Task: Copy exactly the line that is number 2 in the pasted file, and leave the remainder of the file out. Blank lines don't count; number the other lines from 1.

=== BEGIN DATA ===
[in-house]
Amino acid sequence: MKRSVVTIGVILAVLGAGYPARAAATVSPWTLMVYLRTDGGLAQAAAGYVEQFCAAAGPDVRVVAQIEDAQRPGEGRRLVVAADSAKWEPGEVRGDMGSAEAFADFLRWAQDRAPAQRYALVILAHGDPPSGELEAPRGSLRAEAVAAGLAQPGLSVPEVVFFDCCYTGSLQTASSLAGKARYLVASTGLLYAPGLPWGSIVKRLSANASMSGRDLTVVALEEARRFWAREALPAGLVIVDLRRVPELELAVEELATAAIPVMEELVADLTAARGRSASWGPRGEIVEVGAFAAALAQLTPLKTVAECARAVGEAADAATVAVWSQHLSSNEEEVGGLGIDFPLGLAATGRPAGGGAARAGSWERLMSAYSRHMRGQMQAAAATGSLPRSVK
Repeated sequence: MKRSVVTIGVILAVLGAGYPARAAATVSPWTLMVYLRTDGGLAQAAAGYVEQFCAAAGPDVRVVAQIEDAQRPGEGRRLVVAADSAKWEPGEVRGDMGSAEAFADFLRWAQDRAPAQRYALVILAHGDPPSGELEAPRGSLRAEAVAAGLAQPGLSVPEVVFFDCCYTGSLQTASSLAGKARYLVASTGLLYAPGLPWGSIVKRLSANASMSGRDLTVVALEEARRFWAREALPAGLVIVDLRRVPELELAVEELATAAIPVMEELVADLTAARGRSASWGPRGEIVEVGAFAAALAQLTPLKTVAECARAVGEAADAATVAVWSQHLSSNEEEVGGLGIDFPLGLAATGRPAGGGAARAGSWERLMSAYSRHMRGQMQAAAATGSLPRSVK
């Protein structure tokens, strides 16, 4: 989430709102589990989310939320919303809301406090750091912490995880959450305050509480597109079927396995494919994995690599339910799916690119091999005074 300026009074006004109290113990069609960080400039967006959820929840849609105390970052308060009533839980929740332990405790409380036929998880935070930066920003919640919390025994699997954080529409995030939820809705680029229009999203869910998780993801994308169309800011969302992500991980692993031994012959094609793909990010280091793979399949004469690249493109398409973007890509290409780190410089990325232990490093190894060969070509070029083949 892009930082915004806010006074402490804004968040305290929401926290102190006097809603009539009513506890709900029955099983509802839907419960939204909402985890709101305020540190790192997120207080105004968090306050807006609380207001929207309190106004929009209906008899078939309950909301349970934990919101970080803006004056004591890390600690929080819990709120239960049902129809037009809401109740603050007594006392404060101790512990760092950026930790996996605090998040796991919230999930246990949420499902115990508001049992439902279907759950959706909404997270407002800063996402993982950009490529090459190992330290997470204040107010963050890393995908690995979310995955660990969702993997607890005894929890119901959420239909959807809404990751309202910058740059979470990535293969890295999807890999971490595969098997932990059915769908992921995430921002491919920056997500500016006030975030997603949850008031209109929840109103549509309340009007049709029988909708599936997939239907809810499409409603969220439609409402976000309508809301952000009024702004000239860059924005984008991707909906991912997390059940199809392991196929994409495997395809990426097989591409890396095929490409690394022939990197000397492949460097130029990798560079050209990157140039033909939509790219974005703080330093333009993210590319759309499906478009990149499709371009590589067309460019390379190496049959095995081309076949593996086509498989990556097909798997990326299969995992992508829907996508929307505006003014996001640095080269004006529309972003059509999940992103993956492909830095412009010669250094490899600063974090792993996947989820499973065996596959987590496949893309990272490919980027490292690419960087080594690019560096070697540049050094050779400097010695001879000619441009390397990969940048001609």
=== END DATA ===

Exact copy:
Amino acid sequence: MKRSVVTIGVILAVLGAGYPARAAATVSPWTLMVYLRTDGGLAQAAAGYVEQFCAAAGPDVRVVAQIEDAQRPGEGRRLVVAADSAKWEPGEVRGDMGSAEAFADFLRWAQDRAPAQRYALVILAHGDPPSGELEAPRGSLRAEAVAAGLAQPGLSVPEVVFFDCCYTGSLQTASSLAGKARYLVASTGLLYAPGLPWGSIVKRLSANASMSGRDLTVVALEEARRFWAREALPAGLVIVDLRRVPELELAVEELATAAIPVMEELVADLTAARGRSASWGPRGEIVEVGAFAAALAQLTPLKTVAECARAVGEAADAATVAVWSQHLSSNEEEVGGLGIDFPLGLAATGRPAGGGAARAGSWERLMSAYSRHMRGQMQAAAATGSLPRSVK